The proposal to alter the walls of the Grove Street Cemetery has been withdrawn, the cemetery’s governing committee said Tuesday.
Ending a six-month debate over the walls’ future, the committee’s president, G. Harold Welch Jr., in a statement issued Tuesday formally rebuked the plan offered last spring by committee member Charles Ellis ’59. Ellis had proposed to replace sections of the cemetery wall along Prospect Street with iron fencing, citing the desire to beautify the pedestrian route along the street.
“After discussing this idea with members of the Standing Committee and Mr. Ellis, particularly concerning possible noise intrusions, [Ellis] has withdrawn this proposal,” the statement reads. “We are most grateful for his proposal and for his willingness to fund the same. It is hoped that we can now concentrate on improving the Prospect Street exterior space with lighting and plantings.”
A former Yale Corporation fellow, Ellis is married to University Secretary and Vice President Linda Lorimer, and the alterations to the wall he proposed were drawn up by Yale School of Architecture Dean Robert Stern ARC ’65. The proposal called for the replacement of sections of the historic wall along Prospect Street with iron fencing, and was linked with the University’s plan to build two new residential colleges on the Prospect triangle.
Ellis said his decision to withdraw the reconstruction plan came after he heard the overwhelming opposition to it, which was voiced Oct. 6 during a lengthy and heated discussion among the members of the standing committee, New Haven residents and local preservationists.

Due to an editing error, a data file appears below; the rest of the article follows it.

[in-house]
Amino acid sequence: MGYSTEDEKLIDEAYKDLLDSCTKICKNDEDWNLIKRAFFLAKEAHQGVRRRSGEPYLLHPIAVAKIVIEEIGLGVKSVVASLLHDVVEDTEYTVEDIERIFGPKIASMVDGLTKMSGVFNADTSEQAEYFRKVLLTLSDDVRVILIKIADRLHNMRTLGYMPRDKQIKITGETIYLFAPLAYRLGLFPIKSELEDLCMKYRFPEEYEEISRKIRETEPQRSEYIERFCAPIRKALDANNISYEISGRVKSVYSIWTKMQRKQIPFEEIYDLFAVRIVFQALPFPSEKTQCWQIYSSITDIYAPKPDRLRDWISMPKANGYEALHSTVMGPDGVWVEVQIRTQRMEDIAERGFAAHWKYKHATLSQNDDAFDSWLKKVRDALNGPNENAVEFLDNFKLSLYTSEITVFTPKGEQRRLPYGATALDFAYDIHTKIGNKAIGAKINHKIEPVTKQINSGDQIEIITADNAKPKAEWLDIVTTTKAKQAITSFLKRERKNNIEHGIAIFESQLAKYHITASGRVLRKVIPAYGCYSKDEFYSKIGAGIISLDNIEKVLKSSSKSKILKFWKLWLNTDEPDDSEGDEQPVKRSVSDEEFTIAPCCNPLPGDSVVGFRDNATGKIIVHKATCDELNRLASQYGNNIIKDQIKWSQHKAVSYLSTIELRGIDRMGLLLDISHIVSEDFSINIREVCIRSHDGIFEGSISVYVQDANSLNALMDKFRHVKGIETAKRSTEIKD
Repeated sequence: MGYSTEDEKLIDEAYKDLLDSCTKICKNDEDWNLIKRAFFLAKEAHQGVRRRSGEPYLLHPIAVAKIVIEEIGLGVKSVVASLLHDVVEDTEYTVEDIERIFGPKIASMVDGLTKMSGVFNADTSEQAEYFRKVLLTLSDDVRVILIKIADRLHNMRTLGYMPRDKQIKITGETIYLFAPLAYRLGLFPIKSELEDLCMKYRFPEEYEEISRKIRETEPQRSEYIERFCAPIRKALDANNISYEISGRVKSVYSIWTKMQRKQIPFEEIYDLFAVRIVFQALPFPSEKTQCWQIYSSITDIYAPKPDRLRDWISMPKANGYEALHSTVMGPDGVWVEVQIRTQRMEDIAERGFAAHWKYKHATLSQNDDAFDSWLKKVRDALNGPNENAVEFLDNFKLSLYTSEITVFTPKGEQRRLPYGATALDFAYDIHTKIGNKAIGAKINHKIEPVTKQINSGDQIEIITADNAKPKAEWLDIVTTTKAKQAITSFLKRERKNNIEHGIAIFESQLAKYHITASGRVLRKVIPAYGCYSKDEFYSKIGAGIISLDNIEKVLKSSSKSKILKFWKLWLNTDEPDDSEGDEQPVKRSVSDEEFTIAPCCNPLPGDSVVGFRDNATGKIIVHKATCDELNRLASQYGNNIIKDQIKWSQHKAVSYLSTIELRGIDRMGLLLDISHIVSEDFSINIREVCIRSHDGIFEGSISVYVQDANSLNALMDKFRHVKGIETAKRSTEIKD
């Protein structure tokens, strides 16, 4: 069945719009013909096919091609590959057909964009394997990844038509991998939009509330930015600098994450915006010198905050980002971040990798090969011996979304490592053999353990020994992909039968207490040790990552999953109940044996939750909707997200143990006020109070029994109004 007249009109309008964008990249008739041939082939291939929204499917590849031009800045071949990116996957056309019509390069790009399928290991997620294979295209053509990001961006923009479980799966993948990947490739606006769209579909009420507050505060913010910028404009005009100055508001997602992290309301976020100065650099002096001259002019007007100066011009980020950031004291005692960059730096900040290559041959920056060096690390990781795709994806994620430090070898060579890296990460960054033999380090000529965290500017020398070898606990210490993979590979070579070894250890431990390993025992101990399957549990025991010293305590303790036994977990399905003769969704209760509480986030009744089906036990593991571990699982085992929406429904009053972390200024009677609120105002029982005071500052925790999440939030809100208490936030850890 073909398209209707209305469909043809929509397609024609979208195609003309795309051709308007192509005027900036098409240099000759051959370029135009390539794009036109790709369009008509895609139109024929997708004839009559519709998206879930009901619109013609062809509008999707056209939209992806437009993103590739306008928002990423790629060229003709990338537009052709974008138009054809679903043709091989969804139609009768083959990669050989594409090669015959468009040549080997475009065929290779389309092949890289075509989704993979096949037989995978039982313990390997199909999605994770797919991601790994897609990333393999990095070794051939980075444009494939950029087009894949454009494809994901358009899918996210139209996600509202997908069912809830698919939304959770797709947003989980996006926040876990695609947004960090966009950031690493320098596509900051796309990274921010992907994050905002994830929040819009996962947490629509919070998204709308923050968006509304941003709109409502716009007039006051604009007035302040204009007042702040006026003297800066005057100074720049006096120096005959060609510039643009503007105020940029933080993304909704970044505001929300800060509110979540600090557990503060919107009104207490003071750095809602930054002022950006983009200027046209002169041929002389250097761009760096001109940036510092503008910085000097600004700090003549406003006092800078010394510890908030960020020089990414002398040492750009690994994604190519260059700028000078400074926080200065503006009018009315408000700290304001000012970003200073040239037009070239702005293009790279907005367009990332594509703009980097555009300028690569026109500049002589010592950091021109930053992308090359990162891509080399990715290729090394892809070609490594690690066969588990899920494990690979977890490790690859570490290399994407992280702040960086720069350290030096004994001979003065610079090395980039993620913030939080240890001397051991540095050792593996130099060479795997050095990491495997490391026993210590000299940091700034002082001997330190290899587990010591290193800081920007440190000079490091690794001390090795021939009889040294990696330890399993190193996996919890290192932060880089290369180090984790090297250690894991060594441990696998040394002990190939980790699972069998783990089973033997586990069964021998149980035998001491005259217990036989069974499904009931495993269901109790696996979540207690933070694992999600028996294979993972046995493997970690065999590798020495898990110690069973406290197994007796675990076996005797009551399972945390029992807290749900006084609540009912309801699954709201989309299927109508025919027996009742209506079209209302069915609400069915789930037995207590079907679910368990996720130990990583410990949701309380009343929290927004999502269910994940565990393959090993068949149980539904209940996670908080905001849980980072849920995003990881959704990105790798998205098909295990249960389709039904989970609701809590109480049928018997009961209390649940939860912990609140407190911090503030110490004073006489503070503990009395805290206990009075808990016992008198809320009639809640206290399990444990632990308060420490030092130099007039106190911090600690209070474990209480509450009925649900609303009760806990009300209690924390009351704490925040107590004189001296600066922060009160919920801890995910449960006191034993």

“We had a wonderful meeting with the committee of owners of the Grove Street Cemetery,” proprietor and former Yale professor Curtis Patton said Tuesday night. “Charles Ellis presented what he had proposed with great eloquence and passion. Of course, this was a burning issue, and our opinions expressed themselves. But the committee did not make a decision — Ellis’ decision to withdraw the proposal was his own.”
Anstress Farwell GRD ’78, the president of the New Haven Urban Design League, said Ellis’ decision to withdraw his proposal was a graceful one and added that, in her opinion, he had listened to the proprietors, the families involved and people who care about the cemetery as a cultural landmark.
“This was the appropriate decision,” Farwell said.
Though Ellis said he believes his original proposal was a “great idea,” he emphasized that he had never intended to push his own views on other committee members.
“If people don’t like [the plan,] it’s all right,” he said. “It was great that other people had a lot of thoughtful opinions to express when they came out to the meeting.”
As the creator of the anti-alteration petition, Farwell said she had initially been concerned about the cultural implications of making changes to the cemetery’s wall. However, she stressed that in the long run, Ellis’ proposal could serve as a necessary first step in improving the landscape and the Prospect Street pedestrian thoroughfare that borders it.
“Even if [the supporters of altering the walls] misidentified the problem, the street could certainly use improvement,” Farwell said. “I’m very glad that the Grove Street Cemetery is not owned by the University because public opinion would have made no difference at all.”
As it stands, the Grove Street Cemetery wall will not be altered any time soon, but plans for improving the surrounding landscaping are being considered, Patton said. Moreover, any superficial alterations to the cemetery that come up in the future are not likely to cause the sort of heated discussion that Ellis’ proposal did last week, Patton said.
In 2000, the U.S. Department of the Interior designated Grove Street Cemetery as a National Historic Landmark.